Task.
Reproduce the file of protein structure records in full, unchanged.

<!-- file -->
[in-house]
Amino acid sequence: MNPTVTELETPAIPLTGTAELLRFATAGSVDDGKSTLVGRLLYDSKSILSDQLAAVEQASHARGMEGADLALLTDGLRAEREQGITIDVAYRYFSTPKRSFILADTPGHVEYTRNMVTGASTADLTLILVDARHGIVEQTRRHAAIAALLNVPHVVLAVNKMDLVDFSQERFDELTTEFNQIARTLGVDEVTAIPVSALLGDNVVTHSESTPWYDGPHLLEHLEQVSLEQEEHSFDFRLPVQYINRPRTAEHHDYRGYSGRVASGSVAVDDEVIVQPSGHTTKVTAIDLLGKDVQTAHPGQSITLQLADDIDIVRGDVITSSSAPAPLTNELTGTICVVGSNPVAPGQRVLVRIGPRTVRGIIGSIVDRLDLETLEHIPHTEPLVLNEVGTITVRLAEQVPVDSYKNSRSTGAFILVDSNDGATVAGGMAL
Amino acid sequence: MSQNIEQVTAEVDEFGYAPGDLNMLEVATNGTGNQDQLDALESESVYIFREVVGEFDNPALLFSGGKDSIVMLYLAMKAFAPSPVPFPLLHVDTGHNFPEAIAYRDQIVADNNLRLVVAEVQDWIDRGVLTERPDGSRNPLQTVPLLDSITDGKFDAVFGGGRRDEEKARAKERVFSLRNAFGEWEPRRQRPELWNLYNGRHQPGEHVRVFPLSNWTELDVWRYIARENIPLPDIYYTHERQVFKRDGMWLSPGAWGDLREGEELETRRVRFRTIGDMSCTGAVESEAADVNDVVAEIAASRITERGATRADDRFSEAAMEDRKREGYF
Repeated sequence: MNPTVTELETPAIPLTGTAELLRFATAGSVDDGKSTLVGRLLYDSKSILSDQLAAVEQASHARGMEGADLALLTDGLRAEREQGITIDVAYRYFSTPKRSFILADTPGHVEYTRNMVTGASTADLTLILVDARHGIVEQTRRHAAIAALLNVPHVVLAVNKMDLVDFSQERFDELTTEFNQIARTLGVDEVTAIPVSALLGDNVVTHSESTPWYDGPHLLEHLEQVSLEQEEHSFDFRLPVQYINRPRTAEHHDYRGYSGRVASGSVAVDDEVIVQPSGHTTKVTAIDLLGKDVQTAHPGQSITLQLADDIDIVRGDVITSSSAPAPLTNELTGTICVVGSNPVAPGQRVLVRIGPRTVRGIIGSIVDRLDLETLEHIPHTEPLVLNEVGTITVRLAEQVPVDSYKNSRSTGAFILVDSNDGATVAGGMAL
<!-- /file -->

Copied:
[in-house]
Amino acid sequence: MNPTVTELETPAIPLTGTAELLRFATAGSVDDGKSTLVGRLLYDSKSILSDQLAAVEQASHARGMEGADLALLTDGLRAEREQGITIDVAYRYFSTPKRSFILADTPGHVEYTRNMVTGASTADLTLILVDARHGIVEQTRRHAAIAALLNVPHVVLAVNKMDLVDFSQERFDELTTEFNQIARTLGVDEVTAIPVSALLGDNVVTHSESTPWYDGPHLLEHLEQVSLEQEEHSFDFRLPVQYINRPRTAEHHDYRGYSGRVASGSVAVDDEVIVQPSGHTTKVTAIDLLGKDVQTAHPGQSITLQLADDIDIVRGDVITSSSAPAPLTNELTGTICVVGSNPVAPGQRVLVRIGPRTVRGIIGSIVDRLDLETLEHIPHTEPLVLNEVGTITVRLAEQVPVDSYKNSRSTGAFILVDSNDGATVAGGMAL
Amino acid sequence: MSQNIEQVTAEVDEFGYAPGDLNMLEVATNGTGNQDQLDALESESVYIFREVVGEFDNPALLFSGGKDSIVMLYLAMKAFAPSPVPFPLLHVDTGHNFPEAIAYRDQIVADNNLRLVVAEVQDWIDRGVLTERPDGSRNPLQTVPLLDSITDGKFDAVFGGGRRDEEKARAKERVFSLRNAFGEWEPRRQRPELWNLYNGRHQPGEHVRVFPLSNWTELDVWRYIARENIPLPDIYYTHERQVFKRDGMWLSPGAWGDLREGEELETRRVRFRTIGDMSCTGAVESEAADVNDVVAEIAASRITERGATRADDRFSEAAMEDRKREGYF
Repeated sequence: MNPTVTELETPAIPLTGTAELLRFATAGSVDDGKSTLVGRLLYDSKSILSDQLAAVEQASHARGMEGADLALLTDGLRAEREQGITIDVAYRYFSTPKRSFILADTPGHVEYTRNMVTGASTADLTLILVDARHGIVEQTRRHAAIAALLNVPHVVLAVNKMDLVDFSQERFDELTTEFNQIARTLGVDEVTAIPVSALLGDNVVTHSESTPWYDGPHLLEHLEQVSLEQEEHSFDFRLPVQYINRPRTAEHHDYRGYSGRVASGSVAVDDEVIVQPSGHTTKVTAIDLLGKDVQTAHPGQSITLQLADDIDIVRGDVITSSSAPAPLTNELTGTICVVGSNPVAPGQRVLVRIGPRTVRGIIGSIVDRLDLETLEHIPHTEPLVLNEVGTITVRLAEQVPVDSYKNSRSTGAFILVDSNDGATVAGGMAL